Columbia University scientists have designed organic molecules capable of generating two excitons per photon of light. The process is called singlet fission. Of importance is the excitons can live for much longer than those generated from their inorganic counterparts, which leads to an amplification of electricity generated per photon that is absorbed by a solar cell.

Magnetic field data that shows the formation and decay of the excitons generated by singlet fission. Image Credit: A. Asadpoor Darvish, McCamey Lab, Click image for the largest view.

The Columbia researchers is a development of a way to harness more power from singlet fission to increase the efficiency of solar cells, providing a tool to help push forward the development of next-generation devices.

In a study published this month in Nature Chemistry, the team details the design of organic molecules that are capable of generating two excitons per photon of light, the process called singlet fission where the excitons are produced rapidly and can live for much longer than those generated from their inorganic counterparts.

Luis Campos, an associate professor of chemistry and one of three principal investigators on the study said, “We have developed a new design rule for singlet fission materials. This has led us to develop the most efficient and technologically useful intramolecular singlet fission materials to date. These improvements will open the door for more efficient solar cells.”

All modern solar panels operate by the same process – one photon of light generates one exciton, Campos explained. The exciton can then be converted into electric current. However, there are some molecules that can be implemented in solar cells that have the ability to generate two excitons from a single photon, a process called singlet fission.

These solar cells form the basis for next-generation devices, which are still at infancy. One of the biggest challenges of working with such molecules, though, is that the two excitons “live” for very short periods of time (tens of nanoseconds), making it difficult to harvest them as a form of electricity.

In the current study, funded in part by the Office of Naval Research, Campos and colleagues designed organic molecules that can quickly generate two excitons that live much longer than the current state-of-the-art systems. It is an advancement that can not only be used in next-generation solar energy production, but also in photocatalytic processes in chemistry, sensors, and imaging, Campos explained, as these excitons can be used to initiate chemical reactions, which can then be used by industry to make drugs, plastics, and many other types of consumer chemicals.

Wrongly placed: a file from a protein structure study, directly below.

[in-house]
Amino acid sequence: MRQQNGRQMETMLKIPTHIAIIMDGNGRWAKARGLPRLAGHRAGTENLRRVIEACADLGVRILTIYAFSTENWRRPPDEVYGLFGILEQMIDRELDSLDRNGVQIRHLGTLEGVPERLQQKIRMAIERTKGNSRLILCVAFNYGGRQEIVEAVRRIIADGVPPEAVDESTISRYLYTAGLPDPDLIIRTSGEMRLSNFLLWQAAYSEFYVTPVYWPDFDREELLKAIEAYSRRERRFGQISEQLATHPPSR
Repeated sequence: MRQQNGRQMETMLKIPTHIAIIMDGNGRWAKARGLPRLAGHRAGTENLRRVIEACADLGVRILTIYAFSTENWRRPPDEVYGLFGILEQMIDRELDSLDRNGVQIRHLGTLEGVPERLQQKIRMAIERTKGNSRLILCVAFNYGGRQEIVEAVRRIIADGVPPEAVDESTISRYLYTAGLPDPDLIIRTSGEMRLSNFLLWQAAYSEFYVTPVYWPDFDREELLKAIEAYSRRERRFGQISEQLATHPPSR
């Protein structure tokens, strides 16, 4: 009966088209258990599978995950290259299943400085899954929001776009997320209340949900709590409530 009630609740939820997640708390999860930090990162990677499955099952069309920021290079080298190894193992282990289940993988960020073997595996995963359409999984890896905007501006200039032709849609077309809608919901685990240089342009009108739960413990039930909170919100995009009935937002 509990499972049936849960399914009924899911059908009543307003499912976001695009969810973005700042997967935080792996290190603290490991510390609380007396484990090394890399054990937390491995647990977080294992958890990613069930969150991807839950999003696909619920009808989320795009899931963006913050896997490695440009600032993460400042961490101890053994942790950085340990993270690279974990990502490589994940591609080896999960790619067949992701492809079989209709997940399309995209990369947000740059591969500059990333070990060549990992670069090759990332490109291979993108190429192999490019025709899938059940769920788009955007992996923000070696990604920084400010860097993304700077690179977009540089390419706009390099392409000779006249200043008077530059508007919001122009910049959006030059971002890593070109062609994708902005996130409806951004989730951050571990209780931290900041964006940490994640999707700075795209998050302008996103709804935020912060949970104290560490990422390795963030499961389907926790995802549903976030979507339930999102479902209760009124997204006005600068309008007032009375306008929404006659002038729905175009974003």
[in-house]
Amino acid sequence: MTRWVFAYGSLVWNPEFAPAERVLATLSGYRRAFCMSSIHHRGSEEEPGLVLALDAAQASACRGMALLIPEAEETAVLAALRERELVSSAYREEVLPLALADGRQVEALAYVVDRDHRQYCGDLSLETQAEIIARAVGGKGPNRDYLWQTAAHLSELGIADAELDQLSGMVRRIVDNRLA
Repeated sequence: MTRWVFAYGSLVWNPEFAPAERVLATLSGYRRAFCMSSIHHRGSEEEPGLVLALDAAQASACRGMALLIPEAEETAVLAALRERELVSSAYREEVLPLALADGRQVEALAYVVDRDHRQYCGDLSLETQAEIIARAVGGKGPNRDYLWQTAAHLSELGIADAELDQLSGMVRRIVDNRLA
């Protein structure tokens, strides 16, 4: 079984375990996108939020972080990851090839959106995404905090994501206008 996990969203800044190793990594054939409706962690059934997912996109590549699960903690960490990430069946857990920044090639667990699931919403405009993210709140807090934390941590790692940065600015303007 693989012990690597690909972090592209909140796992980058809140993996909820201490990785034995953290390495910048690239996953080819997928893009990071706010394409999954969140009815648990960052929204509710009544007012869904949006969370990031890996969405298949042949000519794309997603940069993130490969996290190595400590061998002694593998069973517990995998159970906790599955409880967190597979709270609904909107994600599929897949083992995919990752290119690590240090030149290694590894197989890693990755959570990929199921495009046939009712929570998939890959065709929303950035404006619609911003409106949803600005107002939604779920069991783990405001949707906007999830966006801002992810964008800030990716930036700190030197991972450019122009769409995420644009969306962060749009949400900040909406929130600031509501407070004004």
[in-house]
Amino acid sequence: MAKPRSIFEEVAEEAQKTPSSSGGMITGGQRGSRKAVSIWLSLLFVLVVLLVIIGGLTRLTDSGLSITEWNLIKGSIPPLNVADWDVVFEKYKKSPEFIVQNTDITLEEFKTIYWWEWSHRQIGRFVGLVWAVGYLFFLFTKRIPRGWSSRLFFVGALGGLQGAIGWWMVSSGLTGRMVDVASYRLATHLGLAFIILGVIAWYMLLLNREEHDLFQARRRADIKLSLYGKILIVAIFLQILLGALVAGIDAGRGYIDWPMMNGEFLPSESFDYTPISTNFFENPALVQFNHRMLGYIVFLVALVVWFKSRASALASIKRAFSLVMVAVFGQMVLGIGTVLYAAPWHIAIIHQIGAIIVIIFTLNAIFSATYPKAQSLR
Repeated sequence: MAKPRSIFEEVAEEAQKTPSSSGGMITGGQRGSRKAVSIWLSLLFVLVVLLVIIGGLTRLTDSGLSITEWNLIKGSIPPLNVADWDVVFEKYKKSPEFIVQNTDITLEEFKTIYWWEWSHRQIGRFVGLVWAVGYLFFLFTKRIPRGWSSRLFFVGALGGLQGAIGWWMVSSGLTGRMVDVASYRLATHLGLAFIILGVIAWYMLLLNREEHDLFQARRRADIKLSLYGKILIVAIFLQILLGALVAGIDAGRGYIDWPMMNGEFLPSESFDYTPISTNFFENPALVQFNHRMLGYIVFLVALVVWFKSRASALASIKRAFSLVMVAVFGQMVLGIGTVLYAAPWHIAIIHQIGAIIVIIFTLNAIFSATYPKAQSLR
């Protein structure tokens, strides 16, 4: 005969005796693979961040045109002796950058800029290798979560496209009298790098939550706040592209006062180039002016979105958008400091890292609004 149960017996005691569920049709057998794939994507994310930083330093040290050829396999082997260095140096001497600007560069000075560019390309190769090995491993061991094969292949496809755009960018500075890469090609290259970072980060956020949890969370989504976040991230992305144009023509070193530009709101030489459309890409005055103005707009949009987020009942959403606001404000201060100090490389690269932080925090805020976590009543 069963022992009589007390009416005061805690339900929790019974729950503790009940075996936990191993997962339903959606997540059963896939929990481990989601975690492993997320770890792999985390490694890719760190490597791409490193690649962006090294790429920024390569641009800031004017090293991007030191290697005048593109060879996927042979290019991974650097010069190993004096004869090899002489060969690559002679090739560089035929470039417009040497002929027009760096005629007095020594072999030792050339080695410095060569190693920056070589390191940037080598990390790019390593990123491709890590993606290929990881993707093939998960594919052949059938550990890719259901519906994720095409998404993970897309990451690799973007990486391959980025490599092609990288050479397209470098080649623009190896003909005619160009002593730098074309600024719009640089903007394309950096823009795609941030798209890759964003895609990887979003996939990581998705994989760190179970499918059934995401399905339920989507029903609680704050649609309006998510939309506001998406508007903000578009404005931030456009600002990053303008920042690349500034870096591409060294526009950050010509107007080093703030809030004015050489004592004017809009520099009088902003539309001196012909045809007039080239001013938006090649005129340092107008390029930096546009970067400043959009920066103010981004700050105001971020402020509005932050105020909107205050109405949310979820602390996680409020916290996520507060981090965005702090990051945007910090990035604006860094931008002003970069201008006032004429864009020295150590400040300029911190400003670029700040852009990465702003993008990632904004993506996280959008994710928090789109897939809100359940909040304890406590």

Campos explained, “Intramolecular singlet fission has been demonstrated by our group and others, but the resulting excitons were either generated very slowly, or they wouldn’t last very long. This work is the first to show that singlet fission can rapidly generate two excitons that can live for a very long time. This opens the door to fundamentally study how these excitons behave as they sit on individual molecules, and also to understand how they can be efficiently put to work in devices that benefit from light-amplified signals.”

The team’s design strategy should also prove useful in separate areas of scientific study and have many other yet-unimaginable applications, he added.

Campos’ study co-authors are: Samuel Sanders and Andrew Pun, of Columbia University; Matthew Y. Sfeir, of City University of New York; and Amir Asadpoordarvish, of the University of New South Wales.

This is likely an important milestone in light based energy harvesting. However there is some risk in the reporting. Singlet fission is not a nuclear reaction producing radiation. With how reporting is going on nowadays and folks jump to self serving conclusions with falsified “facts” we might think using words like fission could be misused. There is no nuclear reaction in photon to exciton splitting.

Nor is there a claim of energy being added. More adroitly, the press release is saying “light amplified signals” which might be semi accurate but fairly descriptive without a scary inference. What is not said is the excitons offer a solar collector two cracks at generating a current ready electron. Further development will show us just how much energy gain there might be. And your humble writer hopes the energy harvested soars and makes light harvesting much more attractive for an energy source.

The certainly is this group has done worthy useful and impressive work with congratulations in order for their success.


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